Virtual reality came in like a lion, but that doesn’t mean it’s going out like a lamb, with the title of best VR headset still very much in contention. After a surge of initial hype and then some quiet while the first gloss of luster faded, VR is starting to establish itself as a mainstream platform, both for games as well as more mainstream applications (like video streaming or medical technologies). We’ve seen some of the best VR releases in just the past few months, titles like Tetris Effect and AstroBot: Rescue Mission, and the future continues to look promising. While the PlayStation offering, PSVR, has surged ahead on the strength of its library, the other manufacturers haven’t been resting on their laurels: Facebook-owned Oculus released the Go, the first properly standalone headset, and announced an even more powerful standalone coming in 2019, the Oculus Quest. HTC, meanwhile, launched its ridiculously comfortable, powerful Vive Pro, the most capable (and expensive) headset we’ve seen hit the market thus far. And other competitors have also taken on the challenge of VR hardware, with a number of new entries offering ultra-wide fields of view, like StarVR, Pimax 8K, and VRgineer’s XTAL.
It’s a burgeoning field encompassing some pretty complex technology, so choosing the best VR headset for you can be tricky. Price is always going to be a major consideration, of course, so when debating the ‘big three’ the PSVR automatically has a leg up, coming in at half or less than the price of its main competition. But price isn’t the end all, be all, certainly – performance, comfort, and library are also huge considerations that shouldn’t be overlooked. We’ve gone through and broken down the strengths of each of the top three platforms and explained who each is best suited for and why, in an effort to make sure you get your hands on the very best VR headset for you (or the lucky gamer on your shopping list) this holiday season.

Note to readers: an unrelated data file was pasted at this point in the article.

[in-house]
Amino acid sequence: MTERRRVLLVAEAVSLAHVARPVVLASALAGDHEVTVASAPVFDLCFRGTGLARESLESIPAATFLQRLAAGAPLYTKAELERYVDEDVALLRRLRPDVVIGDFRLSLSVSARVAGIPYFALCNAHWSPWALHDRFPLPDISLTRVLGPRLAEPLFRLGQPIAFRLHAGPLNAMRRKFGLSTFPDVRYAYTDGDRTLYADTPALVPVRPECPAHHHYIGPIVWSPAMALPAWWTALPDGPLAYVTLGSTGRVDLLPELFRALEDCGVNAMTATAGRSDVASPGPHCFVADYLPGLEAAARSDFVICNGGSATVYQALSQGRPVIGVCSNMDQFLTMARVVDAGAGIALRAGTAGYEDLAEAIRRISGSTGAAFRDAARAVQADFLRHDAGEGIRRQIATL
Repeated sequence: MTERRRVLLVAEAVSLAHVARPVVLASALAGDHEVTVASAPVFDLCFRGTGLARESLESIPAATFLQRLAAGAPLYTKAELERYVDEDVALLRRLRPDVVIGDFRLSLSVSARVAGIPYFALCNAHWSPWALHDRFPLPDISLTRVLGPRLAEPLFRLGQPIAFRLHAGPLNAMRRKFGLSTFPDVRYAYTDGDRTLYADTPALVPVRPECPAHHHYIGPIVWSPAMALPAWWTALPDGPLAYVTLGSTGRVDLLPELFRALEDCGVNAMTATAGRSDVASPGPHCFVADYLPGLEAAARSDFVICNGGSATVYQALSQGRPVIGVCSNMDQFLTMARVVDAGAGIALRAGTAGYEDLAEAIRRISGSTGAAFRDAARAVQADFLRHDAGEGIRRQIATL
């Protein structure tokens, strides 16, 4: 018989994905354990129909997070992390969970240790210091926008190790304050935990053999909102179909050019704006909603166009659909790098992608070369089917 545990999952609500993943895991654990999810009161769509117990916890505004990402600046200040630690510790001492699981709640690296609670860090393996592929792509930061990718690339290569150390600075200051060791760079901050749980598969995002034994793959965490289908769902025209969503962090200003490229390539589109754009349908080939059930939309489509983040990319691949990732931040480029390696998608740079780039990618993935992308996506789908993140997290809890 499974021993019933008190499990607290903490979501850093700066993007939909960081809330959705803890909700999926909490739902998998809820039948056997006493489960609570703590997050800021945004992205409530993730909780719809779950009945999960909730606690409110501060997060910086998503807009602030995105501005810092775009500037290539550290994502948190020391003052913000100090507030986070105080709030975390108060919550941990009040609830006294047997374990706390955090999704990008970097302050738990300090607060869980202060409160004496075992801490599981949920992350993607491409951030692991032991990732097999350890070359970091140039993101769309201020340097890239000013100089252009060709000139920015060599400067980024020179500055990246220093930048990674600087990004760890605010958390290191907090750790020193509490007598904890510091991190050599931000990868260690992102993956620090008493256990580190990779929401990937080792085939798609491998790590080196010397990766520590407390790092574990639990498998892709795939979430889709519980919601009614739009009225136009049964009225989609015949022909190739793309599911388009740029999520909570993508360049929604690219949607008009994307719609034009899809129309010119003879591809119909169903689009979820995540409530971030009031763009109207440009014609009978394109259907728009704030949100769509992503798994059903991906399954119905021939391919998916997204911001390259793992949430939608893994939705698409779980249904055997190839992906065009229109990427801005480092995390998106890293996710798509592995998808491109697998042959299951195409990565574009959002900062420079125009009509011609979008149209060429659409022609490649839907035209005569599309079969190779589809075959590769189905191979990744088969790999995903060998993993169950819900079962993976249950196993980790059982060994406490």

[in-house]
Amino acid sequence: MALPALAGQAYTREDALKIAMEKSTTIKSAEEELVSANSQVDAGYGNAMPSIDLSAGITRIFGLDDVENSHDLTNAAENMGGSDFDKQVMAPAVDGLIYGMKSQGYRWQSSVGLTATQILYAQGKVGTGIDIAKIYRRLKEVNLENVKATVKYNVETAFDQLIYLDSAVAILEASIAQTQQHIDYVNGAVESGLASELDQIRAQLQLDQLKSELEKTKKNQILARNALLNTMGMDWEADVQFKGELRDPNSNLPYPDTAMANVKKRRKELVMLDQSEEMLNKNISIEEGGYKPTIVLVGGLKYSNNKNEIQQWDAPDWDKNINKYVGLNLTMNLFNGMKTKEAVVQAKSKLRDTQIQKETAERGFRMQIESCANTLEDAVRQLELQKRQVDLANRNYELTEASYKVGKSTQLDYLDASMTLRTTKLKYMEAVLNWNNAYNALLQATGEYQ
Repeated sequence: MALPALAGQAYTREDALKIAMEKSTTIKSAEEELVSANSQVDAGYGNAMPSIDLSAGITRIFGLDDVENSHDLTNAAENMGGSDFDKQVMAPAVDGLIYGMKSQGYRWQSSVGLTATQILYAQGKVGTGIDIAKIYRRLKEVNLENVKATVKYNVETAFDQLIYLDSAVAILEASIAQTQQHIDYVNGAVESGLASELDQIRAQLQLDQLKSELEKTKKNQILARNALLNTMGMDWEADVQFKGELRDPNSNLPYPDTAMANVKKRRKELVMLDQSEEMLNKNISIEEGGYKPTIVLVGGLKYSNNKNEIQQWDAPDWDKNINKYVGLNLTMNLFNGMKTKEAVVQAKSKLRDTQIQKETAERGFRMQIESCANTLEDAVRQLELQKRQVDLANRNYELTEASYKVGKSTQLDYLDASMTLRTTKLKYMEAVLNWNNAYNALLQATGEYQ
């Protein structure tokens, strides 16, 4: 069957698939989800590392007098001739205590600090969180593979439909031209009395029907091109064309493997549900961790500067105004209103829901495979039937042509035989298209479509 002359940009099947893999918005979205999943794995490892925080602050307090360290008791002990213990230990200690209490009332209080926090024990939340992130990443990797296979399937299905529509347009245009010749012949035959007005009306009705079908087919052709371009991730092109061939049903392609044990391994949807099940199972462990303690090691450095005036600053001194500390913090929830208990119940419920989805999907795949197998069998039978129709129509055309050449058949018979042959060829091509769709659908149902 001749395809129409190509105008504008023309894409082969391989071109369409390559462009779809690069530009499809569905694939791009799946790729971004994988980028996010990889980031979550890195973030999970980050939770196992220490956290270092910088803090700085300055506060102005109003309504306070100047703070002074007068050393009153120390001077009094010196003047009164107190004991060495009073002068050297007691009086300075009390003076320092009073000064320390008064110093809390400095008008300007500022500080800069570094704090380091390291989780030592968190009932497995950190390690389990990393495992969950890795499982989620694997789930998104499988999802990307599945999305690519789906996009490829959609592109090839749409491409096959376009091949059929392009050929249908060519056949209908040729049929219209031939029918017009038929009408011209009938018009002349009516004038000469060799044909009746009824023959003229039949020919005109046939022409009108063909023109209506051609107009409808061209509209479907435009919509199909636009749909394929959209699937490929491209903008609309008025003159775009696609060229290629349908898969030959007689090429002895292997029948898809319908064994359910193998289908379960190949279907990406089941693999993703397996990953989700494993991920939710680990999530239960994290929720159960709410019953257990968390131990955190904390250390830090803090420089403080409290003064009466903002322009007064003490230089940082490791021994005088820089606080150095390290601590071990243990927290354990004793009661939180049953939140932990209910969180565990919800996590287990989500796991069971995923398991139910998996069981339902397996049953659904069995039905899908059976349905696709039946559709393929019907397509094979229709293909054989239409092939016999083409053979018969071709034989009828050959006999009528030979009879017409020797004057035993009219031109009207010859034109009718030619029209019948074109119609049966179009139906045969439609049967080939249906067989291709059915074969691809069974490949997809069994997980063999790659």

Of course, to power PlayStation’s headset, you’ll need a PS4, so check out the best PS4 bundle (opens in new tab) deals happening right now. And both the Vive and the Rift require a solid gaming rig, so also stop by our best gaming PC (opens in new tab) roundup to find something to power your excursion into these ever-expanding digital realms.
- Find the best graphics cards for PC gaming (opens in new tab) to upgrade your rig for VR
- Or read out guide on how to build a gaming PC (opens in new tab) that’s VR ready
- Or get a PlayStation Pro bundle deal (opens in new tab) for your new PSVR headset
The Rift was the headset that spearheaded the modern virtual reality renaissance. Way back when it was a Kickstarter project that was more promise than substance, the Rift ignited imaginations with visions of a virtual future and demonstrated that consumer-scale VR was possible. Through a slew of prototypes and iterations, huge injections of investment capital and an eventual $2 billion buyout by Facebook, the Rift has become the best destination for serious gaming in VR for those of us without infinite disposable income.
While the early prototypes and first retail versions of the Rift were notably lacking in terms of motion tracking and room scale capabilities, those weaknesses have been fully patched up in the latest iteration of the hardware, and the price has continued to drop. The Rift now comes with room scale functionality and a pair of its excellent touch controllers (easily the best VR controllers available) in its vanilla package, and at less than $400. It also has a massive and constantly expanding library of great games, ranging from multiplayer standouts like Echo Arena to sprawling single-player experiences like Skyrim VR. While Oculus has gone out of its way to say that they’re against exclusivity in VR titles and want VR to be as open and democratic as possible, there are still some excellent games that are only available on their headset, like Insomniac’s Edge of Nowhere or the fantasy action adventure Chronos.
The Rift is midway between the Vive Pro and PSVR in terms of price point (and still $100 cheaper than even the base Vive), but offers a crisp 2160 x 1200 resolution, great roomscale (upgradable to proper 360 degree scale with the purchase of a third sensor) and, most importantly for VR, a 90Hz refresh rate. It’s excellent, proven hardware that’s come out of a long process of tweaking and refinement, and it has the advantage of being attached to PC hardware, meaning the performance ceiling is incredibly high.